Time-course effects of systemically administered diesel exhaust particles in rats

Abderrahim Nemmar, Suhail Al-Salam, Shaheen Zia, Subramanian Dhanasekaran, Munjusha Shudadevi, Badreldin H. Ali

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49 Citations (Scopus)


Nanosized fraction of particulate air pollution has been reported to translocate from the airways into the bloodstream and act on different organs. However, the direct effect of these translocated particles is not well understood. In this study, we determined the time-course (6h, 18. h, 48. h and 168. h) effects of the systemic administration of 0.02. mg/kg diesel exhaust particles (DEP) on systolic blood pressure (SBP), systemic inflammation, oxidative status, and morphological alterations in lungs, heart, liver and kidneys in Wistar rats. SBP was significantly decreased at 6. h (P<0.05) but no significant effects have been observed at later time points. The leukocyte numbers were increased at 6. h (P<0.05) and 18. h (P<0.05). However, the platelet numbers were significantly decreased (P<0.05) 6. h following the systemic administration of DEP. The IL-6 concentrations in plasma was increased at 6. h (P<0.05) and 18. h (P<0.05). Similarly, superoxide dismutase activity was significantly increased at 6 (P=0.01) and 18. h (P<0.05) following DEP exposure. The direct addition of DEP (0.1-1μg/ml) to untreated rat blood significantly induced in vitro platelet aggregation in a dose-dependent fashion. The activation of intravascular coagulation was confirmed by a dose-dependent shortening of activated partial thromboplastin time and the prothrombin time following in vitro exposure to DEP (0.25-1μg/ml). Histological analysis revealed the presence of DEP in the lungs, heart, liver and kidneys. However, the morphological changes were only observed in the lungs, where the presence of infiltration of inflammatory cells was observed as early as 6. h, increased at 18. h, and decreased in intensity at 48. h and at 168. h. We conclude that the direct systemic administration of DEP caused acute effect on SBP (6. h) and systemic inflammation and oxidative stress mainly at 6. h and 18. h. Despite the presence of DEP in lungs, heart, liver and kidneys, the histopathological changes were only seen in the lung which suggests that, at the dose and time-points investigated, DEP cause inflammation and have a predilection for pulmonary tissue.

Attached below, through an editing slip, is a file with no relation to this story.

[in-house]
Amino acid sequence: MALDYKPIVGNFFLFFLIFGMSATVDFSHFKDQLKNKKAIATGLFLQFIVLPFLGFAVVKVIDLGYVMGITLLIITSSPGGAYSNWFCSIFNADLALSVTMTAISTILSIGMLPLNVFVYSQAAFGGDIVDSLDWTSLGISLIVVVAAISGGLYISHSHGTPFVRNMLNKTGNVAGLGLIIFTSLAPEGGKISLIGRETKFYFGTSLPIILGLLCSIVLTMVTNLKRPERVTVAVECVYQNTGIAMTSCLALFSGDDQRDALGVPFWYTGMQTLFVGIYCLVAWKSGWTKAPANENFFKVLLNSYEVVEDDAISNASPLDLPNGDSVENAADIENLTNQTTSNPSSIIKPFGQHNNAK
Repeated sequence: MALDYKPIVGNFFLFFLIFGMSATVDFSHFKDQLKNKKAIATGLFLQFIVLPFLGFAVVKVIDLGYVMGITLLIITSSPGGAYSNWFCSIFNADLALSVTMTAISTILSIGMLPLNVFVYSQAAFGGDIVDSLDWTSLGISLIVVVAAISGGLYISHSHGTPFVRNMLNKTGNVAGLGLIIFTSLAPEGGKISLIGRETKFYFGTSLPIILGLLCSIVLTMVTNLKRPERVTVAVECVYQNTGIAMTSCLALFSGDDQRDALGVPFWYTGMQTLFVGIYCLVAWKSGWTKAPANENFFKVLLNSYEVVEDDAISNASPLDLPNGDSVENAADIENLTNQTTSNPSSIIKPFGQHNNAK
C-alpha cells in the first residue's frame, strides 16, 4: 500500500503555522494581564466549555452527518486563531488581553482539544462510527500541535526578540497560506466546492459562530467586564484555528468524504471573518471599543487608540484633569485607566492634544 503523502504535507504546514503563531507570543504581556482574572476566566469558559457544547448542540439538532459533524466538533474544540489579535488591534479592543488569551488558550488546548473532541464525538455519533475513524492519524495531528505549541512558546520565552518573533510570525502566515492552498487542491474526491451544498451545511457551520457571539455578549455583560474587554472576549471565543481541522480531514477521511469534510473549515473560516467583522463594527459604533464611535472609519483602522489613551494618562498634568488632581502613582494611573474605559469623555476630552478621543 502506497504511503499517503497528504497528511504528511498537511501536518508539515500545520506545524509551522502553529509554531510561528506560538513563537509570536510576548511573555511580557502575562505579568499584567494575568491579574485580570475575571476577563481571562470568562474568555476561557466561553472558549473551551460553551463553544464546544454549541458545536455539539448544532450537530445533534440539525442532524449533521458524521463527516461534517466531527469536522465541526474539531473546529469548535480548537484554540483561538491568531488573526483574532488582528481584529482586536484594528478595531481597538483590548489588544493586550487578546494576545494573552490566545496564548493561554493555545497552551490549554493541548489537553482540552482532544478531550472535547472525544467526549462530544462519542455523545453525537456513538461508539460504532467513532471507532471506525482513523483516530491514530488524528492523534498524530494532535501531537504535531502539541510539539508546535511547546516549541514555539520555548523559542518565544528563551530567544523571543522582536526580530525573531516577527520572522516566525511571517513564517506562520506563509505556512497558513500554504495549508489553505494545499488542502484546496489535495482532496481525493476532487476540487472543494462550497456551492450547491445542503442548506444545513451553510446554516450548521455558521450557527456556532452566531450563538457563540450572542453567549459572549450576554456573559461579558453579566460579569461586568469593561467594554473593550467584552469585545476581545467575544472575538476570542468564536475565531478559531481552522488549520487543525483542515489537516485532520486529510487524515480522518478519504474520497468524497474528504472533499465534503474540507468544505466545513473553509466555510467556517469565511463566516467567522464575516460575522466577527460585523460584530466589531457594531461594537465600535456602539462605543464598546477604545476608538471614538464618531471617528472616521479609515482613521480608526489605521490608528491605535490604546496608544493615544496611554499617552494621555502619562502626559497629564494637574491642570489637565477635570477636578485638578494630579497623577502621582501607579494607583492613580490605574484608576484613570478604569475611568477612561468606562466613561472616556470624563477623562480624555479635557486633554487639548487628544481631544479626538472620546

Original languageEnglish
Pages (from-to)58-65
Number of pages8
JournalToxicology Letters
Issue number3
Publication statusPublished - May 2010


  • Diesel exhaust particles
  • Lung inflammation
  • Rats
  • Systemic inflammation

ASJC Scopus subject areas

  • Toxicology


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